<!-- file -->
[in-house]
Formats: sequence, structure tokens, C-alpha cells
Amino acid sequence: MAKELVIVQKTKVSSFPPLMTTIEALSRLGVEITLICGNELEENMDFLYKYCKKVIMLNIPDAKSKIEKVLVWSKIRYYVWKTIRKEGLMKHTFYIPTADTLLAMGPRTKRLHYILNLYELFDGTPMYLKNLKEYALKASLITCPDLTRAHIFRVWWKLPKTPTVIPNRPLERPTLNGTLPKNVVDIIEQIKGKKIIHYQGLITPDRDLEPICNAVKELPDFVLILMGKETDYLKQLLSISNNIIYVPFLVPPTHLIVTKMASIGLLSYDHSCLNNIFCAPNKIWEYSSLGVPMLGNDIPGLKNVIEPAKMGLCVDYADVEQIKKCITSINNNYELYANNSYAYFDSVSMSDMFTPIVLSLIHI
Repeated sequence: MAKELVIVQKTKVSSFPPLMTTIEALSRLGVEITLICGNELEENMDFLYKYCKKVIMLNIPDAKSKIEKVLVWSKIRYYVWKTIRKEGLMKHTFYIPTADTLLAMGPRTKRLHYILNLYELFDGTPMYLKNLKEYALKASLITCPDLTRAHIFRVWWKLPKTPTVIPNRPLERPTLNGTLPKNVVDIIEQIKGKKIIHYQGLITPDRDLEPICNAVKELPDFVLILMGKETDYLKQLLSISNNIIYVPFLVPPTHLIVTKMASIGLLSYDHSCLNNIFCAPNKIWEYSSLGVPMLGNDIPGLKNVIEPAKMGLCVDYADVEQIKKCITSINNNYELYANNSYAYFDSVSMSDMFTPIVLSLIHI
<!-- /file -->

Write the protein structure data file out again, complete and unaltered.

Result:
[in-house]
Formats: sequence, structure tokens, C-alpha cells
Amino acid sequence: MAKELVIVQKTKVSSFPPLMTTIEALSRLGVEITLICGNELEENMDFLYKYCKKVIMLNIPDAKSKIEKVLVWSKIRYYVWKTIRKEGLMKHTFYIPTADTLLAMGPRTKRLHYILNLYELFDGTPMYLKNLKEYALKASLITCPDLTRAHIFRVWWKLPKTPTVIPNRPLERPTLNGTLPKNVVDIIEQIKGKKIIHYQGLITPDRDLEPICNAVKELPDFVLILMGKETDYLKQLLSISNNIIYVPFLVPPTHLIVTKMASIGLLSYDHSCLNNIFCAPNKIWEYSSLGVPMLGNDIPGLKNVIEPAKMGLCVDYADVEQIKKCITSINNNYELYANNSYAYFDSVSMSDMFTPIVLSLIHI
Repeated sequence: MAKELVIVQKTKVSSFPPLMTTIEALSRLGVEITLICGNELEENMDFLYKYCKKVIMLNIPDAKSKIEKVLVWSKIRYYVWKTIRKEGLMKHTFYIPTADTLLAMGPRTKRLHYILNLYELFDGTPMYLKNLKEYALKASLITCPDLTRAHIFRVWWKLPKTPTVIPNRPLERPTLNGTLPKNVVDIIEQIKGKKIIHYQGLITPDRDLEPICNAVKELPDFVLILMGKETDYLKQLLSISNNIIYVPFLVPPTHLIVTKMASIGLLSYDHSCLNNIFCAPNKIWEYSSLGVPMLGNDIPGLKNVIEPAKMGLCVDYADVEQIKKCITSINNNYELYANNSYAYFDSVSMSDMFTPIVLSLIHI